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Illegals head for exit

Illegal expatriates made frantic efforts Saturday to get final exit stamps on their documents following the Labor Ministry’s announcement that there will be no further extension for legalizing work status.
Expatriate workers who have received their emergency certificates (ECs) from their embassies are in a hurry to leave on final exits to avoid a two-year jail term and a fine of SR100,000. Naseem Ahmad, an Indian worker, told Arab News: “I have taken my EC from the embassy and will go to the deportation center on Sunday to collect the exit paper to go back home.”
Aijaz Cheema, a Pakistani, expressed concern that problems continue to crop up at various stages of the process and especially in recording biometric details, which he said is time-consuming.
Bangladeshi Abu Nasir said: “There is no point in staying here anymore, as we have to pay a big chunk of our earnings to the sponsor every six months and we also have to pay for a change of sponsorship.”
The Philippines and Pakistan, along with other Asian countries, have appealed to Custodian of the Two Holy Mosques King Abdullah for another extension as the paperwork of many expatriates has yet to be completed.
Ezzedin Tago, Philippine's ambassador, told Arab News on Saturday: “We are working overtime to accomplish the task but the numbers are just overwhelming. We are open today despite it being a weekend to distribute free tickets to OFW’s. We have distributed about 50 free tickets so far.”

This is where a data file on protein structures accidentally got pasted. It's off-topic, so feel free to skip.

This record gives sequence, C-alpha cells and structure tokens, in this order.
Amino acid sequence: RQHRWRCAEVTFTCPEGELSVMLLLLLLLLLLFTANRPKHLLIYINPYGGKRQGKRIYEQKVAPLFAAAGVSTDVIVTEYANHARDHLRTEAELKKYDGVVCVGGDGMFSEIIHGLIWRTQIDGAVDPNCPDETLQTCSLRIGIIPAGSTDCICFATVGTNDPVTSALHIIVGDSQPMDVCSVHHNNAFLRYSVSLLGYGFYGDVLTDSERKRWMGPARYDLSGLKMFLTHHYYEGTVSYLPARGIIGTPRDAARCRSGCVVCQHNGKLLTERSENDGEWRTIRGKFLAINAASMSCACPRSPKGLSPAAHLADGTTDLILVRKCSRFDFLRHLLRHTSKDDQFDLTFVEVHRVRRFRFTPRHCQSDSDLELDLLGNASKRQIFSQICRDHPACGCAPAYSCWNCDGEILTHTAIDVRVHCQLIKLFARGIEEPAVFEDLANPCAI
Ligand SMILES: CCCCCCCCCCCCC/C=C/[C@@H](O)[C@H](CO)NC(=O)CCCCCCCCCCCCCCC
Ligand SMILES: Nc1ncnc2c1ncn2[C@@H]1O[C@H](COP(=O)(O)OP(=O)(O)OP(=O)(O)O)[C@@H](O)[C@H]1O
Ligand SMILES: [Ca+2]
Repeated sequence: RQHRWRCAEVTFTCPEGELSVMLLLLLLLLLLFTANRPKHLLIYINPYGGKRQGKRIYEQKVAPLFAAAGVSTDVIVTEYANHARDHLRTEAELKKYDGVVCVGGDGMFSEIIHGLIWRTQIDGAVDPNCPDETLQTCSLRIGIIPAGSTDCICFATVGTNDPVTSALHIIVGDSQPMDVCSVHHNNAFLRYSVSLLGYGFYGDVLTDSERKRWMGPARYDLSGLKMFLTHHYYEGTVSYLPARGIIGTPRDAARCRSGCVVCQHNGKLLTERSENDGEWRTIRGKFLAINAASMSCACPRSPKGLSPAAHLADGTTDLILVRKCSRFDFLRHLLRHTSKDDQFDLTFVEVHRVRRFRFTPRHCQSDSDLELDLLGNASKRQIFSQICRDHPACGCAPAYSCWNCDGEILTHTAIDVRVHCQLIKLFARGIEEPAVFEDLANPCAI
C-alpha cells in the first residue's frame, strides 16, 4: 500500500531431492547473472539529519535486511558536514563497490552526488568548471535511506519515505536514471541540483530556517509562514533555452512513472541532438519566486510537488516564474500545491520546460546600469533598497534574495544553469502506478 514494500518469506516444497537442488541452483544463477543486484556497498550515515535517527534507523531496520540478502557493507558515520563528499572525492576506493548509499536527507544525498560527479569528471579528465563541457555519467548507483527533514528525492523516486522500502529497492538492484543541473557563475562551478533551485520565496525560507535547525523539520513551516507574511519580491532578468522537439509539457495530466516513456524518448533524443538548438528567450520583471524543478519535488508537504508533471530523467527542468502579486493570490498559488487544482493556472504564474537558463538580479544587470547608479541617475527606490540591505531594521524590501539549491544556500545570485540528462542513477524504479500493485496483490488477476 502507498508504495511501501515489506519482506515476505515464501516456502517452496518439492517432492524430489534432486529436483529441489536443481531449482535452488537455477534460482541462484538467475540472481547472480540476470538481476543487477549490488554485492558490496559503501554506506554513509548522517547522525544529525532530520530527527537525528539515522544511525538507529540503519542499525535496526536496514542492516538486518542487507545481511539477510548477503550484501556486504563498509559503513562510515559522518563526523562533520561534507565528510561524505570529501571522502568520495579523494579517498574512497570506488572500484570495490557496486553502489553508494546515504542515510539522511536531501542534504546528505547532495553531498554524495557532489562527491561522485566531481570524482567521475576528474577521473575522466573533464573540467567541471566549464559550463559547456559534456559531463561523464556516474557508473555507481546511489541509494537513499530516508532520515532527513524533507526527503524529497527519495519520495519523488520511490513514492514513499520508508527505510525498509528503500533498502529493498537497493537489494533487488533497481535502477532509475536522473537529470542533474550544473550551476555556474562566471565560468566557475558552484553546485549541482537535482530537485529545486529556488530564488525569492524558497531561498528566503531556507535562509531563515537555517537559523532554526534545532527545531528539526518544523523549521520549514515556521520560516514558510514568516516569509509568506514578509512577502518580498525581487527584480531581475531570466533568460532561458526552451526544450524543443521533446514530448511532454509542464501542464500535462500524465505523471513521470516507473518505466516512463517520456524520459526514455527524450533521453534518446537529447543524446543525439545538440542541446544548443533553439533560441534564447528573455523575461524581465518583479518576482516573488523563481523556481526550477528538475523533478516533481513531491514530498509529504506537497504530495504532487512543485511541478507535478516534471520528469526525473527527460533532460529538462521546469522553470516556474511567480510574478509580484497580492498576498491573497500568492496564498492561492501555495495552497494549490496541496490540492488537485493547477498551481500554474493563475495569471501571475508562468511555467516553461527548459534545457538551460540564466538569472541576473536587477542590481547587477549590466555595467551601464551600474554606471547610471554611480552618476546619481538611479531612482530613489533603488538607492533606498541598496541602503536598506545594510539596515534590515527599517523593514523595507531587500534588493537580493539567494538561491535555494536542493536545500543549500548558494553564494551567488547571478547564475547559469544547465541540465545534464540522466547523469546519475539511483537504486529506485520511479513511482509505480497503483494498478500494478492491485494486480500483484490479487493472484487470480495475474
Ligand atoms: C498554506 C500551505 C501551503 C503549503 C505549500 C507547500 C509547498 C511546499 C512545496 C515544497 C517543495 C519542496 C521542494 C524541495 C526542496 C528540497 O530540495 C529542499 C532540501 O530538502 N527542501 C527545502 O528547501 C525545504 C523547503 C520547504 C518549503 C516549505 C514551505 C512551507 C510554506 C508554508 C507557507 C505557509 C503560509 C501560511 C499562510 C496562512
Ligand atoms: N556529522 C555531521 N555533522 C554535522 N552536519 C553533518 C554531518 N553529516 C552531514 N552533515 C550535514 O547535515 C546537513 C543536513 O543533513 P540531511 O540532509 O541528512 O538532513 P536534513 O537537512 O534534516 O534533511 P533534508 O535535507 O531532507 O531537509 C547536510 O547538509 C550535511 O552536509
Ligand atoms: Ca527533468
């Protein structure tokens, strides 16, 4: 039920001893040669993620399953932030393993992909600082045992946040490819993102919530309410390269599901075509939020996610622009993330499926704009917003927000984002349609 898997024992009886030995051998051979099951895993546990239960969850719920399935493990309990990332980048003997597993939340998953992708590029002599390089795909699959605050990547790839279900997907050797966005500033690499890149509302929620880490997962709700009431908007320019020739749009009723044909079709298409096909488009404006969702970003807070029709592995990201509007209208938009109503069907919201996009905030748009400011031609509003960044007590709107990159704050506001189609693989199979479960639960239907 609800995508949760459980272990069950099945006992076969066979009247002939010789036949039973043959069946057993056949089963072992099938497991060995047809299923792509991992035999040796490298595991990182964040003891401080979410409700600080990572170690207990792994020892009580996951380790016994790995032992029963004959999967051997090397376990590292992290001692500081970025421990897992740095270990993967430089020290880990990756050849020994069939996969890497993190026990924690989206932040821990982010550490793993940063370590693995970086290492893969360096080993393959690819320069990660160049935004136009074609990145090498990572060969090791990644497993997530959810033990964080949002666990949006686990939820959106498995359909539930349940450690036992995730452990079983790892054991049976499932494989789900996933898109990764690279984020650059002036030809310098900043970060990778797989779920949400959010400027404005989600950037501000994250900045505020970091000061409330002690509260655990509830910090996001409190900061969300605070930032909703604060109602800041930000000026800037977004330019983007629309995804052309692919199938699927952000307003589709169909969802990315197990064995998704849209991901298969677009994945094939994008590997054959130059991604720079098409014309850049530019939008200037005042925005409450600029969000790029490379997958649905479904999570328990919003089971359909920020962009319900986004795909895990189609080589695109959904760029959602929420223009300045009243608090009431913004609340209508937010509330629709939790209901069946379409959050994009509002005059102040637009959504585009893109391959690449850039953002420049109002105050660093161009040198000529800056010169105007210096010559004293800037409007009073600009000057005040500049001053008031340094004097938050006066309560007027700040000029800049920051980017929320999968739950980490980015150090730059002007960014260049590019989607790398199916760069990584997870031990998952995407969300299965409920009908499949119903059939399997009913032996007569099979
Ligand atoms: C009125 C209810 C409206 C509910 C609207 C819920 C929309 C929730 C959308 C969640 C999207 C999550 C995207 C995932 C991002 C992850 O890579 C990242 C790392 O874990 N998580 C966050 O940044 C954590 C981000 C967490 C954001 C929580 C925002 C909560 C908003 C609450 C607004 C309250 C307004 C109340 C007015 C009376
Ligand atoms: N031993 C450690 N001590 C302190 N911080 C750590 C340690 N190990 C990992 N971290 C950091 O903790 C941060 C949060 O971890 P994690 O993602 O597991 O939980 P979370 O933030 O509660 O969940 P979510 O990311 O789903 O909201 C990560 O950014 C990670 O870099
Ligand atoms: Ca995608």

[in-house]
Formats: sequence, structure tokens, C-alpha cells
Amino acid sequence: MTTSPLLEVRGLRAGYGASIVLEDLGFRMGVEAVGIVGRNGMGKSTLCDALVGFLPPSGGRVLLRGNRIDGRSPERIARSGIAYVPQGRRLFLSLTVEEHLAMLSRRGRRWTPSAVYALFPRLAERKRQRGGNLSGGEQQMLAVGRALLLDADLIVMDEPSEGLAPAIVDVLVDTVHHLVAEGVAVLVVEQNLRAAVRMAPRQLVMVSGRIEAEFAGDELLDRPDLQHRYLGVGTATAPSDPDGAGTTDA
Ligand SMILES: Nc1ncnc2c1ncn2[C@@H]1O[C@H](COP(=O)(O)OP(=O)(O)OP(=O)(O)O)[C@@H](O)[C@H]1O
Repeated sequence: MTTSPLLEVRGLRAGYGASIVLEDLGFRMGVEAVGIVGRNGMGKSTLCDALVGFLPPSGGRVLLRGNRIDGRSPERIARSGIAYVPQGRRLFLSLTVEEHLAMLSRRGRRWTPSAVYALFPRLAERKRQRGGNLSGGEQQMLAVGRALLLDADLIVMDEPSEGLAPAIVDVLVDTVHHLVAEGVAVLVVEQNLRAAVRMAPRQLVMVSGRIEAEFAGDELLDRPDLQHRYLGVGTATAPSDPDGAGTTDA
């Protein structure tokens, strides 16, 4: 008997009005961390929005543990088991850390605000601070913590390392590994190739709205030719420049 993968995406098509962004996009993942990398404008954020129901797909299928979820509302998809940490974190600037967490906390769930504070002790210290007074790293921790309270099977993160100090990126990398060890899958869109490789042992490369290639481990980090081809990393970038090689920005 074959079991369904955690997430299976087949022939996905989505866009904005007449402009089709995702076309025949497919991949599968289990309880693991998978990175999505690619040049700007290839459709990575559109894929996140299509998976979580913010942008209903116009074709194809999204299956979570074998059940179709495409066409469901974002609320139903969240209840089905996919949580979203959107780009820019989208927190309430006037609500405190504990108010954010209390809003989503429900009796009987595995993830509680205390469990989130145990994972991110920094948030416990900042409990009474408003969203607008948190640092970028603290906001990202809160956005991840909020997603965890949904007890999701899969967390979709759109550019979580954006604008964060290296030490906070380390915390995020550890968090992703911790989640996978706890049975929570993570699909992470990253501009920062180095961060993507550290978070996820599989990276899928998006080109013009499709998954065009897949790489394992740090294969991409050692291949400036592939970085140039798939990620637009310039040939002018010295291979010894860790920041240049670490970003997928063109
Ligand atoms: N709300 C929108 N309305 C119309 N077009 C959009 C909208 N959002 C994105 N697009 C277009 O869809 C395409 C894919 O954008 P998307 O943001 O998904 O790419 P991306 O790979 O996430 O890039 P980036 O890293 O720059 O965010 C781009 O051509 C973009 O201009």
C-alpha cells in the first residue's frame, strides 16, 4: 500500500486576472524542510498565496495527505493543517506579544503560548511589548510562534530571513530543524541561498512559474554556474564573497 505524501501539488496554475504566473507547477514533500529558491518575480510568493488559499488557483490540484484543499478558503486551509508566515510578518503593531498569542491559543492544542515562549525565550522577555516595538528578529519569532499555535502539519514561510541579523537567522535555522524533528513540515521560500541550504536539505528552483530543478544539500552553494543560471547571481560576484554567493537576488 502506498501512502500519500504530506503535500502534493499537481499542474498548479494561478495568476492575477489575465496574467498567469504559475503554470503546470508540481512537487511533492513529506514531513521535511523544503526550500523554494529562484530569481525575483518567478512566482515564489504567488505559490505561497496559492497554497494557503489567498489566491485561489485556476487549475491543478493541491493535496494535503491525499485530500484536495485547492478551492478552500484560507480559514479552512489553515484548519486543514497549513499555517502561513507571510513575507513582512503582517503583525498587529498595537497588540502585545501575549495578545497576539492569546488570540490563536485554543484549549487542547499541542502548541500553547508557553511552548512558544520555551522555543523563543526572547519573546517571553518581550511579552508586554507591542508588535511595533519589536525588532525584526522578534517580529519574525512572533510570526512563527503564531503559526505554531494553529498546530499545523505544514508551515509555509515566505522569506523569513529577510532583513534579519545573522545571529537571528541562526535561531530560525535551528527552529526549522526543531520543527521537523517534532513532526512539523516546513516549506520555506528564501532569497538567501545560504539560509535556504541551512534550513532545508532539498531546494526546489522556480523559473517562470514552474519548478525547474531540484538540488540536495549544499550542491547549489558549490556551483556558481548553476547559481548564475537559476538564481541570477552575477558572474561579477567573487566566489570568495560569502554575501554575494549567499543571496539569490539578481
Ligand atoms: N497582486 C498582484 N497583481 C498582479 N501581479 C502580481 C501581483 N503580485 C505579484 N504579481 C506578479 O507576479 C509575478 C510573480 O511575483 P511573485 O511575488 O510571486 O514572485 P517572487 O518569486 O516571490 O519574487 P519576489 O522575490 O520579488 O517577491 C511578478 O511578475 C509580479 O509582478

Illegal expatriates made frantic efforts Saturday to get final exit stamps on their documents following the Labor Ministry’s announcement that there will be no further extension for legalizing work status.
Expatriate workers who have received their emergency certificates (ECs) from their embassies are in a hurry to leave on final exits to avoid a two-year jail term and a fine of SR100,000. Naseem Ahmad, an Indian worker, told Arab News: “I have taken my EC from the embassy and will go to the deportation center on Sunday to collect the exit paper to go back home.”
Aijaz Cheema, a Pakistani, expressed concern that problems continue to crop up at various stages of the process and especially in recording biometric details, which he said is time-consuming.
Bangladeshi Abu Nasir said: “There is no point in staying here anymore, as we have to pay a big chunk of our earnings to the sponsor every six months and we also have to pay for a change of sponsorship.”
The Philippines and Pakistan, along with other Asian countries, have appealed to Custodian of the Two Holy Mosques King Abdullah for another extension as the paperwork of many expatriates has yet to be completed.
Ezzedin Tago, Philippine's ambassador, told Arab News on Saturday: “We are working overtime to accomplish the task but the numbers are just overwhelming. We are open today despite it being a weekend to distribute free tickets to OFW’s. We have distributed about 50 free tickets so far.”

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